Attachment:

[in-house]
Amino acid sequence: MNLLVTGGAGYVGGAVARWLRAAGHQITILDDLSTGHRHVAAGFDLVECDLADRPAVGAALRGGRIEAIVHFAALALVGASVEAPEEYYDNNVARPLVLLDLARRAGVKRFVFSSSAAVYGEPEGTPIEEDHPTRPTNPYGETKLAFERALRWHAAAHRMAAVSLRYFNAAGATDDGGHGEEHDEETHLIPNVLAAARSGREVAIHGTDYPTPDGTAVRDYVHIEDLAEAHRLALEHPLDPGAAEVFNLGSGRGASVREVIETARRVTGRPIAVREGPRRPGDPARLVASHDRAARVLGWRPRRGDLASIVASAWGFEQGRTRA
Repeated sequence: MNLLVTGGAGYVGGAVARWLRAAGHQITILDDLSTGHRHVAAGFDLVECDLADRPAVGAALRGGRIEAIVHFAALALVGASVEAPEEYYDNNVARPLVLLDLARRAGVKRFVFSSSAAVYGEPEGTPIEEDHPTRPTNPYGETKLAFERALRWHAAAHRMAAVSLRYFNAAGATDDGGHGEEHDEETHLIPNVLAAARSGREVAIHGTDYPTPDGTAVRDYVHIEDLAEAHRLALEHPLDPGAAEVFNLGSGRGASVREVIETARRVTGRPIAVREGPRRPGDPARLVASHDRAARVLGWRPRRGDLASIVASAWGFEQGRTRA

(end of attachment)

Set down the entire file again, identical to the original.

[in-house]
Amino acid sequence: MNLLVTGGAGYVGGAVARWLRAAGHQITILDDLSTGHRHVAAGFDLVECDLADRPAVGAALRGGRIEAIVHFAALALVGASVEAPEEYYDNNVARPLVLLDLARRAGVKRFVFSSSAAVYGEPEGTPIEEDHPTRPTNPYGETKLAFERALRWHAAAHRMAAVSLRYFNAAGATDDGGHGEEHDEETHLIPNVLAAARSGREVAIHGTDYPTPDGTAVRDYVHIEDLAEAHRLALEHPLDPGAAEVFNLGSGRGASVREVIETARRVTGRPIAVREGPRRPGDPARLVASHDRAARVLGWRPRRGDLASIVASAWGFEQGRTRA
Repeated sequence: MNLLVTGGAGYVGGAVARWLRAAGHQITILDDLSTGHRHVAAGFDLVECDLADRPAVGAALRGGRIEAIVHFAALALVGASVEAPEEYYDNNVARPLVLLDLARRAGVKRFVFSSSAAVYGEPEGTPIEEDHPTRPTNPYGETKLAFERALRWHAAAHRMAAVSLRYFNAAGATDDGGHGEEHDEETHLIPNVLAAARSGREVAIHGTDYPTPDGTAVRDYVHIEDLAEAHRLALEHPLDPGAAEVFNLGSGRGASVREVIETARRVTGRPIAVREGPRRPGDPARLVASHDRAARVLGWRPRRGDLASIVASAWGFEQGRTRA